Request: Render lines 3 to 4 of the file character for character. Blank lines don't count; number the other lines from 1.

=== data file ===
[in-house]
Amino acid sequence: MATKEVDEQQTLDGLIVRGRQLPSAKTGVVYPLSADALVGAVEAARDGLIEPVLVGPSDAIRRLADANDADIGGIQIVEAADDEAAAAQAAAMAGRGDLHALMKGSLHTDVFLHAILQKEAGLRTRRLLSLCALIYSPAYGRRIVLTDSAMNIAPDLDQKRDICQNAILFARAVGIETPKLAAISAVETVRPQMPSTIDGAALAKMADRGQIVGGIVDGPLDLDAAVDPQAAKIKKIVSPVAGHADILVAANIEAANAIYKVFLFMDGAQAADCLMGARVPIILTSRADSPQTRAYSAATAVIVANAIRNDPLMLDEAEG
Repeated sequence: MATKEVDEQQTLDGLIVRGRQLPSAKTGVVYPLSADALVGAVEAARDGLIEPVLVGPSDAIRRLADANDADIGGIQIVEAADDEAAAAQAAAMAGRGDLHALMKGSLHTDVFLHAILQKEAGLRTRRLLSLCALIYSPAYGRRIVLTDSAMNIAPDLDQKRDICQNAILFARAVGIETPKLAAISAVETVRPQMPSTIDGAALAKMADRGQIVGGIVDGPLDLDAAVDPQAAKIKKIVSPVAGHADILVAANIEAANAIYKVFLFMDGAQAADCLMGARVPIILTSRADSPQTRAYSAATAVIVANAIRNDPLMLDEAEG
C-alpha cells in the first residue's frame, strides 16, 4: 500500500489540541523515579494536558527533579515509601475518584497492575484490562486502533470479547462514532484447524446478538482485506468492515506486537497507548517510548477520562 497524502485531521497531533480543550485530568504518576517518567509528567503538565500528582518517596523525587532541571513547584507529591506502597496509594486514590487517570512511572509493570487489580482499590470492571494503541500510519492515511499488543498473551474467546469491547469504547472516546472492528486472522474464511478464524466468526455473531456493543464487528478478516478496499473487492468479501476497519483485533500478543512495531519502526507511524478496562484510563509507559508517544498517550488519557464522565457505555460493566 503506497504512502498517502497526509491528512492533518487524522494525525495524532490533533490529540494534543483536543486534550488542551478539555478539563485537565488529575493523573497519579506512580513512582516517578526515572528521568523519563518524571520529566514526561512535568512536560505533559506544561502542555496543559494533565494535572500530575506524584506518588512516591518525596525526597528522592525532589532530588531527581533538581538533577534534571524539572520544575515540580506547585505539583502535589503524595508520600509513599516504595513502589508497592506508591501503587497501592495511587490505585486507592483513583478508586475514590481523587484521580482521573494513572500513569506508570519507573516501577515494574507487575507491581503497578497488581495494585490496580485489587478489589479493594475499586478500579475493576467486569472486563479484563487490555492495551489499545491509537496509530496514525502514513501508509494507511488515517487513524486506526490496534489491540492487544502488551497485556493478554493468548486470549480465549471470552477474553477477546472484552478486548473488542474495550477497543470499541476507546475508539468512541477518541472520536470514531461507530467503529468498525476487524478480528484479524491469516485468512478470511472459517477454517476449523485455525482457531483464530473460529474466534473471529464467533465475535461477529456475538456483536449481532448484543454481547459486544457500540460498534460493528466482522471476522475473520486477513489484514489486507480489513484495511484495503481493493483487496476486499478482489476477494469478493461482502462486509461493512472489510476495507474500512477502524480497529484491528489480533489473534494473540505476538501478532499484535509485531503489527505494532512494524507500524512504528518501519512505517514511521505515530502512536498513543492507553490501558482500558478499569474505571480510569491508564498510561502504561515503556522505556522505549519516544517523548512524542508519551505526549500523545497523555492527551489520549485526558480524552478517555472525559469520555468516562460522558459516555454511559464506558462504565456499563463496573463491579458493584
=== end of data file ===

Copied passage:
Repeated sequence: MATKEVDEQQTLDGLIVRGRQLPSAKTGVVYPLSADALVGAVEAARDGLIEPVLVGPSDAIRRLADANDADIGGIQIVEAADDEAAAAQAAAMAGRGDLHALMKGSLHTDVFLHAILQKEAGLRTRRLLSLCALIYSPAYGRRIVLTDSAMNIAPDLDQKRDICQNAILFARAVGIETPKLAAISAVETVRPQMPSTIDGAALAKMADRGQIVGGIVDGPLDLDAAVDPQAAKIKKIVSPVAGHADILVAANIEAANAIYKVFLFMDGAQAADCLMGARVPIILTSRADSPQTRAYSAATAVIVANAIRNDPLMLDEAEG
C-alpha cells in the first residue's frame, strides 16, 4: 500500500489540541523515579494536558527533579515509601475518584497492575484490562486502533470479547462514532484447524446478538482485506468492515506486537497507548517510548477520562 497524502485531521497531533480543550485530568504518576517518567509528567503538565500528582518517596523525587532541571513547584507529591506502597496509594486514590487517570512511572509493570487489580482499590470492571494503541500510519492515511499488543498473551474467546469491547469504547472516546472492528486472522474464511478464524466468526455473531456493543464487528478478516478496499473487492468479501476497519483485533500478543512495531519502526507511524478496562484510563509507559508517544498517550488519557464522565457505555460493566 503506497504512502498517502497526509491528512492533518487524522494525525495524532490533533490529540494534543483536543486534550488542551478539555478539563485537565488529575493523573497519579506512580513512582516517578526515572528521568523519563518524571520529566514526561512535568512536560505533559506544561502542555496543559494533565494535572500530575506524584506518588512516591518525596525526597528522592525532589532530588531527581533538581538533577534534571524539572520544575515540580506547585505539583502535589503524595508520600509513599516504595513502589508497592506508591501503587497501592495511587490505585486507592483513583478508586475514590481523587484521580482521573494513572500513569506508570519507573516501577515494574507487575507491581503497578497488581495494585490496580485489587478489589479493594475499586478500579475493576467486569472486563479484563487490555492495551489499545491509537496509530496514525502514513501508509494507511488515517487513524486506526490496534489491540492487544502488551497485556493478554493468548486470549480465549471470552477474553477477546472484552478486548473488542474495550477497543470499541476507546475508539468512541477518541472520536470514531461507530467503529468498525476487524478480528484479524491469516485468512478470511472459517477454517476449523485455525482457531483464530473460529474466534473471529464467533465475535461477529456475538456483536449481532448484543454481547459486544457500540460498534460493528466482522471476522475473520486477513489484514489486507480489513484495511484495503481493493483487496476486499478482489476477494469478493461482502462486509461493512472489510476495507474500512477502524480497529484491528489480533489473534494473540505476538501478532499484535509485531503489527505494532512494524507500524512504528518501519512505517514511521505515530502512536498513543492507553490501558482500558478499569474505571480510569491508564498510561502504561515503556522505556522505549519516544517523548512524542508519551505526549500523545497523555492527551489520549485526558480524552478517555472525559469520555468516562460522558459516555454511559464506558462504565456499563463496573463491579458493584